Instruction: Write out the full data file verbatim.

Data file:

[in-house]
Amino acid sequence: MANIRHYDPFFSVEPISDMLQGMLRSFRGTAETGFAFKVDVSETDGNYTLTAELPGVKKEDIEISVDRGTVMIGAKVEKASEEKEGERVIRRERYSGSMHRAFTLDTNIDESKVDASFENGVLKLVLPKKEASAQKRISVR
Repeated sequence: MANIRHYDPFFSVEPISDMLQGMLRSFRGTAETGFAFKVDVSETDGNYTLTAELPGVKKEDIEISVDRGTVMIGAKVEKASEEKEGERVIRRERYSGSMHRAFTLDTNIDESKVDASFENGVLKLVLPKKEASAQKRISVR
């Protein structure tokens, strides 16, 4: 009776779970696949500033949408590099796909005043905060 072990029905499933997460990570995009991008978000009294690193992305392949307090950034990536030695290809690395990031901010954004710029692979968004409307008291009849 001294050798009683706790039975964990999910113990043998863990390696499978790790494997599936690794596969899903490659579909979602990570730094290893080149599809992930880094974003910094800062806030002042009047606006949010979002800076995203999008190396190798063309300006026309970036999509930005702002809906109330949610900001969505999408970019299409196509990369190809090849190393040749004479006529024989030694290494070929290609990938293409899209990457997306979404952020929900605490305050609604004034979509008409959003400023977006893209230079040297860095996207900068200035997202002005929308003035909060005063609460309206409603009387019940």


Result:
[in-house]
Amino acid sequence: MANIRHYDPFFSVEPISDMLQGMLRSFRGTAETGFAFKVDVSETDGNYTLTAELPGVKKEDIEISVDRGTVMIGAKVEKASEEKEGERVIRRERYSGSMHRAFTLDTNIDESKVDASFENGVLKLVLPKKEASAQKRISVR
Repeated sequence: MANIRHYDPFFSVEPISDMLQGMLRSFRGTAETGFAFKVDVSETDGNYTLTAELPGVKKEDIEISVDRGTVMIGAKVEKASEEKEGERVIRRERYSGSMHRAFTLDTNIDESKVDASFENGVLKLVLPKKEASAQKRISVR
């Protein structure tokens, strides 16, 4: 009776779970696949500033949408590099796909005043905060 072990029905499933997460990570995009991008978000009294690193992305392949307090950034990536030695290809690395990031901010954004710029692979968004409307008291009849 001294050798009683706790039975964990999910113990043998863990390696499978790790494997599936690794596969899903490659579909979602990570730094290893080149599809992930880094974003910094800062806030002042009047606006949010979002800076995203999008190396190798063309300006026309970036999509930005702002809906109330949610900001969505999408970019299409196509990369190809090849190393040749004479006529024989030694290494070929290609990938293409899209990457997306979404952020929900605490305050609604004034979509008409959003400023977006893209230079040297860095996207900068200035997202002005929308003035909060005063609460309206409603009387019940």